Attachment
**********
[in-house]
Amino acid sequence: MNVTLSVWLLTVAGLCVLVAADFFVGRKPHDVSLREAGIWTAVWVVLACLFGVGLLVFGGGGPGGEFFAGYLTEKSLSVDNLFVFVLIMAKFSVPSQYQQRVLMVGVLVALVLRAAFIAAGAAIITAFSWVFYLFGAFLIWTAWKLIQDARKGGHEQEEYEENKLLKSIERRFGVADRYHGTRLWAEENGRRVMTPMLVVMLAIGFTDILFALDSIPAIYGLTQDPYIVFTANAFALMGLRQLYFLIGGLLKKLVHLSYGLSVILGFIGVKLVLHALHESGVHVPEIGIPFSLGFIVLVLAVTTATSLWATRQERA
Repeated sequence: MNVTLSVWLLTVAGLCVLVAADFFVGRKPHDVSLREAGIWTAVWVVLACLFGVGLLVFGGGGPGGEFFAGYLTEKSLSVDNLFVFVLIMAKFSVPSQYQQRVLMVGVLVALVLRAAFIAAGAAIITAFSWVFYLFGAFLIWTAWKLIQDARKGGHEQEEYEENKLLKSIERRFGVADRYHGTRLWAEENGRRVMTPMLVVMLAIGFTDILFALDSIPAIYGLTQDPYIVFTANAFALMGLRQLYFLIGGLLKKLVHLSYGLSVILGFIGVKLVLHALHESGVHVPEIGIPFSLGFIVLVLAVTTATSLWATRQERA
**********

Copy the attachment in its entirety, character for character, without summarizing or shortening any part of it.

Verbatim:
[in-house]
Amino acid sequence: MNVTLSVWLLTVAGLCVLVAADFFVGRKPHDVSLREAGIWTAVWVVLACLFGVGLLVFGGGGPGGEFFAGYLTEKSLSVDNLFVFVLIMAKFSVPSQYQQRVLMVGVLVALVLRAAFIAAGAAIITAFSWVFYLFGAFLIWTAWKLIQDARKGGHEQEEYEENKLLKSIERRFGVADRYHGTRLWAEENGRRVMTPMLVVMLAIGFTDILFALDSIPAIYGLTQDPYIVFTANAFALMGLRQLYFLIGGLLKKLVHLSYGLSVILGFIGVKLVLHALHESGVHVPEIGIPFSLGFIVLVLAVTTATSLWATRQERA
Repeated sequence: MNVTLSVWLLTVAGLCVLVAADFFVGRKPHDVSLREAGIWTAVWVVLACLFGVGLLVFGGGGPGGEFFAGYLTEKSLSVDNLFVFVLIMAKFSVPSQYQQRVLMVGVLVALVLRAAFIAAGAAIITAFSWVFYLFGAFLIWTAWKLIQDARKGGHEQEEYEENKLLKSIERRFGVADRYHGTRLWAEENGRRVMTPMLVVMLAIGFTDILFALDSIPAIYGLTQDPYIVFTANAFALMGLRQLYFLIGGLLKKLVHLSYGLSVILGFIGVKLVLHALHESGVHVPEIGIPFSLGFIVLVLAVTTATSLWATRQERA